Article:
Demystifying Virtual Races
How to Organize A Virtual 5K Fundraiser Race
What is a Virtual Run?
We're all familiar with the traditional 5K-in-the-park, and other fitness based Run-Walk-Ride fundraising events.
But the advent of fitness tracking devices, we’re seeing a new type of event emerging - a virtual run.
A virtual run or virtual race, on the other hand, is a typical 5K-in-the-park event, but socially distanced and organized/hosted virtually.
A virtual run, also known as virtual 5K races, virtual 10K, or virtual half marathon leverage technology to bring participants together as they individually walk, run, or ride from anywhere, and at any time.
In contrast to the traditional 5K-in-the-park events, virtual races do not have any event infrastructure costs associated with them making them super appealing to the host.
In addition to making the event more accessible, virtual races are quick to set-up, affordable to host, and work like a charm for organizations of all sizes and focus areas. Do it right, and you can create a virtual race each month/quarter/year, making it an integral part of your wellness & fundraising strategy.
Did you know that in-person races cost approximately 52 cents for each dollar they fundraise? Virtual races in comparison only cost around 15 cents on a dollar raised.
Interested in starting a virtual race?
How to Host a Virtual 5K Fundraiser in 4 Simple Steps?
It's very easy to host a virtual 5K for charity.
Whether you're a non-profit looking to host virtual races for charity fundraising/new donor acquisition/donor retention and reengagement or an employer interested in running a virtual fitness and wellness challenge, virtual races can be a fun, engaging, and an affordable way to pursue these goals.
Over the past 7+ years, we've helped hundreds of organizations create tens of thousands of such fundraisers and raise millions of dollars. There isn't a one-size-fits-all approach to these races, and that's where we at Charity Footprints help our partner non-profits and employers based on our experience and event expertise.
Here is a step-by-step guide for you to quickly set up a Virtual 5K fundraiser to raise money for the cause you care about.
1. Participant Registration
Charge a small participation fee, i.e., a donation to the cause your virtual run is supporting, or keep the race free to encourage maximum participation. We see partner organizations typically charge between $25 and $50 as registration fees.
2. Solicitation and Corporate Donations (a win-win)
If you are a non-profit, you can empower participants to raise funds through their friends, family members, or employers for your cause.
You can also invite corporate partners to sponsor the race and show their support, just as they would for a 5K-in-the-park. If you are an employer you can make donations if employees meet their goals or match donations raised on the virtual race.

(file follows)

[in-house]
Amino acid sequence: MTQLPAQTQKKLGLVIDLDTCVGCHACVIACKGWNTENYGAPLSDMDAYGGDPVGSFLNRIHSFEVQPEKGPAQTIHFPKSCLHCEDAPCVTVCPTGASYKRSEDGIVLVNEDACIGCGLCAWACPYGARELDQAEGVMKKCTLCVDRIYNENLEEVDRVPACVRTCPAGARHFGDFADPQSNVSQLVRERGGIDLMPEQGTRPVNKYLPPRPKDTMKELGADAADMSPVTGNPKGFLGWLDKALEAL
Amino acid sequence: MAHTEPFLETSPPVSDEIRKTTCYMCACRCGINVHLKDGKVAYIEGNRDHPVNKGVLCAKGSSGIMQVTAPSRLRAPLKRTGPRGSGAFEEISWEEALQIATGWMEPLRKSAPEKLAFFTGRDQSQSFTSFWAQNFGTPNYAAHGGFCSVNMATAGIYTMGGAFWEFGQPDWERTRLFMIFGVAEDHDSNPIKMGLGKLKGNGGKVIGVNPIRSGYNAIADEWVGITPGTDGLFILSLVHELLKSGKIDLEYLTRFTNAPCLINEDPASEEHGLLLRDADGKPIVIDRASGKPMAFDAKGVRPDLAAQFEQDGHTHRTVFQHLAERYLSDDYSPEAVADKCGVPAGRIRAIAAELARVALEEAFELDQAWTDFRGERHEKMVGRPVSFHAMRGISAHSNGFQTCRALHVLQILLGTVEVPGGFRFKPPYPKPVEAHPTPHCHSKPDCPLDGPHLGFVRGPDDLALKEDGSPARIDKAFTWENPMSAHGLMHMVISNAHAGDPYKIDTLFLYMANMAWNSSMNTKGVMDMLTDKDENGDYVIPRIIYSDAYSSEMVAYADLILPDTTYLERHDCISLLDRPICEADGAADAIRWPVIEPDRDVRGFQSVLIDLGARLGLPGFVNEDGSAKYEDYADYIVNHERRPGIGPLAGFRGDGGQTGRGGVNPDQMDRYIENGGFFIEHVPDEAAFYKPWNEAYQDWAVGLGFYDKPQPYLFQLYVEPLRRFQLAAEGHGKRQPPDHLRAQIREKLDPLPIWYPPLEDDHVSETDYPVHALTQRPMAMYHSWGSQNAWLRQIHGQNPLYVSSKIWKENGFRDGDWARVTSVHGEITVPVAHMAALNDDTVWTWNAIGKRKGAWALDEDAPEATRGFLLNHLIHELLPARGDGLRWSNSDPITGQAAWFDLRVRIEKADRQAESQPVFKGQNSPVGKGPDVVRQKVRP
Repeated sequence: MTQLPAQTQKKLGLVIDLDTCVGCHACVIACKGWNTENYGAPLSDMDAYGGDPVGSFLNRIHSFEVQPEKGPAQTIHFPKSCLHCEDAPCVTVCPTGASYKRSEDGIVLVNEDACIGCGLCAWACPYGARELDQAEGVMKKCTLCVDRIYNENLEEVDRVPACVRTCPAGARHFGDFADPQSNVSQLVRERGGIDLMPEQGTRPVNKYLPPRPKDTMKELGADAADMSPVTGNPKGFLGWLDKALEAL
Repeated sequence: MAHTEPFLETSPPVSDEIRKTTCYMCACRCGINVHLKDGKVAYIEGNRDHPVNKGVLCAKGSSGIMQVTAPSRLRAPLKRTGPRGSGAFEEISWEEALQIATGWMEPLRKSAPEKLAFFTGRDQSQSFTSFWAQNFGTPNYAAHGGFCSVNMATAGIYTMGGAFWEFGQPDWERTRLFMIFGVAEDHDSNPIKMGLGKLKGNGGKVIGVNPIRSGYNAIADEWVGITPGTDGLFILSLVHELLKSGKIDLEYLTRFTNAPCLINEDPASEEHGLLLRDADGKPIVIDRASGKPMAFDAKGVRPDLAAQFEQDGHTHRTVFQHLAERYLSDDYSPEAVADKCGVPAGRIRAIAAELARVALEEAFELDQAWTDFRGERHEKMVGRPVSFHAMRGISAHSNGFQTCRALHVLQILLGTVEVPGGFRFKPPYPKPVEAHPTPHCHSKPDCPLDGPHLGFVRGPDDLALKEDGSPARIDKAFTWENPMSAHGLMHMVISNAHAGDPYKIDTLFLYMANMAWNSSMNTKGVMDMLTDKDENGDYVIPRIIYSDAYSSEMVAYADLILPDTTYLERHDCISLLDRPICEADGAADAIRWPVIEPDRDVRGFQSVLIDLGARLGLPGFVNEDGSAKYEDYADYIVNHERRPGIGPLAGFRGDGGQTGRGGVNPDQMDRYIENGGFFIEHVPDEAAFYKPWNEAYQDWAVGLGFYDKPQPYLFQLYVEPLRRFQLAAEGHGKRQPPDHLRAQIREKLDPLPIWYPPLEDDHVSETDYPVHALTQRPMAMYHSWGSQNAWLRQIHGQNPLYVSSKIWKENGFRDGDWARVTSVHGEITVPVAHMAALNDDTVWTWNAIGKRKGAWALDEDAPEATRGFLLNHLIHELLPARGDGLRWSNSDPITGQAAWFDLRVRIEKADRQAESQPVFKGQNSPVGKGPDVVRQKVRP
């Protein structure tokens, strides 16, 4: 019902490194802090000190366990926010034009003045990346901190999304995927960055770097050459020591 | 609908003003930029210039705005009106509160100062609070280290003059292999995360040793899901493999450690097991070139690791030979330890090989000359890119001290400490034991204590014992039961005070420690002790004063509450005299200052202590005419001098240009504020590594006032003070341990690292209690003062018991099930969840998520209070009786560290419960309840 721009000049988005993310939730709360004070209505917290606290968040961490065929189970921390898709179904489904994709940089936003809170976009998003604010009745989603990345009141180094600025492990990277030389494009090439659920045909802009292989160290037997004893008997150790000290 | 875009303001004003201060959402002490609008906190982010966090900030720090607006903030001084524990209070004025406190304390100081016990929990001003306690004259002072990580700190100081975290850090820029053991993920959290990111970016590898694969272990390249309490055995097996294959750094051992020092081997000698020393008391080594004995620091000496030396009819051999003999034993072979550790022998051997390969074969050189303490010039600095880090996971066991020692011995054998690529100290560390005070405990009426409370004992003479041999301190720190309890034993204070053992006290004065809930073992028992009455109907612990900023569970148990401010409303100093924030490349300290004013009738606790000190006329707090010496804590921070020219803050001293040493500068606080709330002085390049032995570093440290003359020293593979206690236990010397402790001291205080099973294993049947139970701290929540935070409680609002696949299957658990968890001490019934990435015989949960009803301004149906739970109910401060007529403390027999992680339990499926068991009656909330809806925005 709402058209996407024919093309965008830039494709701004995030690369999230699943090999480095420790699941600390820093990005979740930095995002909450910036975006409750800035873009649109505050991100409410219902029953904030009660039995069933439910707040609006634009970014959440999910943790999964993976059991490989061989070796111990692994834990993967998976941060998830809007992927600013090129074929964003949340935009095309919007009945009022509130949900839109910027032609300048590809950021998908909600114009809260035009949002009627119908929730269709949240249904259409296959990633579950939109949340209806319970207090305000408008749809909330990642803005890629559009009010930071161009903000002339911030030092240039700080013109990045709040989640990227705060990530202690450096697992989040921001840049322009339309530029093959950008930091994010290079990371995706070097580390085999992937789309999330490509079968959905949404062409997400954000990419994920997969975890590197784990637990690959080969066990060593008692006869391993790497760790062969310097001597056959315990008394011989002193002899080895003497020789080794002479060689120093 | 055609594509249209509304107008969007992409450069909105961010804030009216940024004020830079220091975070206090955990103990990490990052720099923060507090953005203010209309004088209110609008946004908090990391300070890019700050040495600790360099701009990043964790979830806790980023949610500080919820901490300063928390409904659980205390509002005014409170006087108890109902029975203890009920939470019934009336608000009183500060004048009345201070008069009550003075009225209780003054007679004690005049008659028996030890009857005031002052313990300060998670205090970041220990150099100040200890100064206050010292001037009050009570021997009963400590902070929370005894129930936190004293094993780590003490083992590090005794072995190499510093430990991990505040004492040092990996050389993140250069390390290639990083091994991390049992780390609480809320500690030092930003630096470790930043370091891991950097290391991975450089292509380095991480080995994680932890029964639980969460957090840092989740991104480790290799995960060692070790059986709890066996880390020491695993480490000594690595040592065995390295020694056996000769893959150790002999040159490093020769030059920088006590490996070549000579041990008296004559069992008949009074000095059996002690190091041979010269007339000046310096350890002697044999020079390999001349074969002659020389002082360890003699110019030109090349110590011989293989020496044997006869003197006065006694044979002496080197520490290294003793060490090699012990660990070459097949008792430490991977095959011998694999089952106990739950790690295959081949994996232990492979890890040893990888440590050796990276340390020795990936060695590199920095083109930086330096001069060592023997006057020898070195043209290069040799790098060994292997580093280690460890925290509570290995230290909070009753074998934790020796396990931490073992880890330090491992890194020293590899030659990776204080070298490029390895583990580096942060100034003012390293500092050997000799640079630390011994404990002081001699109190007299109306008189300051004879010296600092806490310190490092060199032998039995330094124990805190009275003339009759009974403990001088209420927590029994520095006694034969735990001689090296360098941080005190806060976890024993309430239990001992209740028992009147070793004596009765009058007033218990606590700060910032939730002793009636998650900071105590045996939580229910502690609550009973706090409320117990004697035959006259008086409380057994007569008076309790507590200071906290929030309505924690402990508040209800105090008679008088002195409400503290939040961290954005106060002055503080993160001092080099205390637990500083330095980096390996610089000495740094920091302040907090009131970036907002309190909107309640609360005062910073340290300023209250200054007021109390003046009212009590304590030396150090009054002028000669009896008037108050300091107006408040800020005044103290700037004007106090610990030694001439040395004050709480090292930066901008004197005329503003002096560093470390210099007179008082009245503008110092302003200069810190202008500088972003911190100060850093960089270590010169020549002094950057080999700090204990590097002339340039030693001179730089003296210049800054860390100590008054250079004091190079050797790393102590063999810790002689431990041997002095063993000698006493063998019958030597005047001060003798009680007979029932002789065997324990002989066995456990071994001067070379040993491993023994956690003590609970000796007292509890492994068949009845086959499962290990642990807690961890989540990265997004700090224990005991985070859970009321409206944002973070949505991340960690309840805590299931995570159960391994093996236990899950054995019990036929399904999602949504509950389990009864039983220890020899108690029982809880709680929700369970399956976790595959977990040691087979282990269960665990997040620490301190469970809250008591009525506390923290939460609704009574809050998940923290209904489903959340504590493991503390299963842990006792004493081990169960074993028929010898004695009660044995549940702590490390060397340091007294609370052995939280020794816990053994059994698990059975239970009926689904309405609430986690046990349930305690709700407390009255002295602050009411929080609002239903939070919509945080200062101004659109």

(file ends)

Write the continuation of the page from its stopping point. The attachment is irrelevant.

3. Fitness Tracking
You can execute a simple virtual race by collecting participants' distances through email or a web-based self-reporting form.
At Charity Footprints, we allow race participants to link their wearable trackers (Fitbit, Garmin, Apple Watch, etc.) or a mobile fitness application directly with the race site, for an engaging and streamlined fitness reporting process.
These wearable integrations enable longer duration fitness/fundraising commitments instead of just 2 hours on the race day.
4. Exciting Giveaways
Virtual race prizes may vary, but you can make use of giveaways such as race medals, certificates, t-shirts, etc.
You can also go full-virtual for these and include e-Bibs/e-Certificates/e-Medals etc.
Adding such gamification to a virtual race boosts overall engagement.
Tips to Successfully Host Virtual Races for Charity
- Segment the duration of your virtual races: We prefer separate periods for registration, peer invitations fundraising, and (the fun part) fitness tracking and competition.
- Stronger focus on engagement and promotions: You don't necessarily need a shiny medal or a costly t-shirt to run a successful virtual race. Focus less on operations and more on bringing the community together and engaging with them.
- Build a program instead of executing a project: Virtual races are quick, scalable, and affordable. They provide you an opportunity to build a year-long program (monthly, quarterly, etc). Given how easy it is to run these, you should consider a longer-term strategy.
- Align race incentives with growth: We see successful campaigns incentivizing actions that lead to growth. Prizes for inviting more participants, doing more miles, creating the biggest team, posting workout pictures, etc. are some great examples.